African cichlids are some of the most colorful freshwater fish you are going to find, known for their aggression and territorial behaviors. However, you should stock new-world cichlids with care as well. Many species are extremely aggressive and will not tolerate tank mates. A predator tank is in many ways the complete opposite of a community tank, but the same rules apply. You always want to stock fish that are compatible with each other.

Are betta fish predators?

Betta fish are known as aggressive fish, but when it comes to other fish, this is because of territorial and mating behaviors. While they may attempt to prey on snails or shrimp, and will not pass up very tiny fish such as fry if they can catch them, they won’t hunt other fish for food.

Are goldfish aggressive?

Goldfish are not tropical fish, but they often end up in tropical tanks managed by novices. They are not aggressive, but there are many reasons you don’t want to mix goldfish and tropical fish. One is because goldfish grow much larger than people expect, which means big goldfish can eat small fish if given the opportunity. Goldfish also pollute tanks quickly, and they require cooler water than tropical fish.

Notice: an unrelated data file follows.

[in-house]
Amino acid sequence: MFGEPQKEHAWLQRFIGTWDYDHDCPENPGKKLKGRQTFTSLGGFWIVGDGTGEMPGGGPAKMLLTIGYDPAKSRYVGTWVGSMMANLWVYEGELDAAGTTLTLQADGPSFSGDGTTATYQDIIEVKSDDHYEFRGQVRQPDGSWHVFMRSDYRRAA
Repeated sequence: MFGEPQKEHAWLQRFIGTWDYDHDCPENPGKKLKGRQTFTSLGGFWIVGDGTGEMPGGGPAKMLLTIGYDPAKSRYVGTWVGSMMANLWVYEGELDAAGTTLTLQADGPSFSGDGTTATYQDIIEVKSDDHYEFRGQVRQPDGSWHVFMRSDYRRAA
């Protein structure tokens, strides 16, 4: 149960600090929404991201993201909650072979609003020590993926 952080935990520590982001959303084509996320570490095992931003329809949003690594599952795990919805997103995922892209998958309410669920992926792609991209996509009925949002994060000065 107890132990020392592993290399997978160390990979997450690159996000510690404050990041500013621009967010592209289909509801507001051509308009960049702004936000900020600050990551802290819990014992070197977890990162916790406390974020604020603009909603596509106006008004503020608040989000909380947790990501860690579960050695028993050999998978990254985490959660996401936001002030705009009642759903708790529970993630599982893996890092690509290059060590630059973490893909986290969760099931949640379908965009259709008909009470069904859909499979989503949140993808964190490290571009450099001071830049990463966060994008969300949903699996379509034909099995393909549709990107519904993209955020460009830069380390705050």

Betta fish won't prey on other fish, but they can be aggressive.

Betta fish won't prey on other fish, but they can be aggressive.

Should You Stock Fish That Eat Other Fish?

Aside from legal limitations, there isn’t a fish in the world you can’t stock if you have the experience and the right setup. But that is where the problem lies. Experienced fish keepers know what they are doing. They know how to keep aggressive fish in the right situation, and when they should avoid a fish if they can’t properly care for it.

On the other hand, novices are often blindsided by behaviors they weren't expecting, or the staff at the pet store never warned them about.

Again, therefore, it is so important to research fish before you bring them home.

Many experienced fishkeepers find great satisfaction in caring for predatory fish. They are a little more interactive than the typical community tank because of the feeding requirements, and maybe they have a little more personality.

It is up to you. The bottom line is to house whatever fish you stock in the correct tank with the right tank mates.

This article is accurate and true to the best of the author’s knowledge. It is not meant to substitute for diagnosis, prognosis, treatment, prescription, or formal and individualized advice from a veterinary medical professional. Animals exhibiting signs and symptoms of distress should be seen by a veterinarian immediately.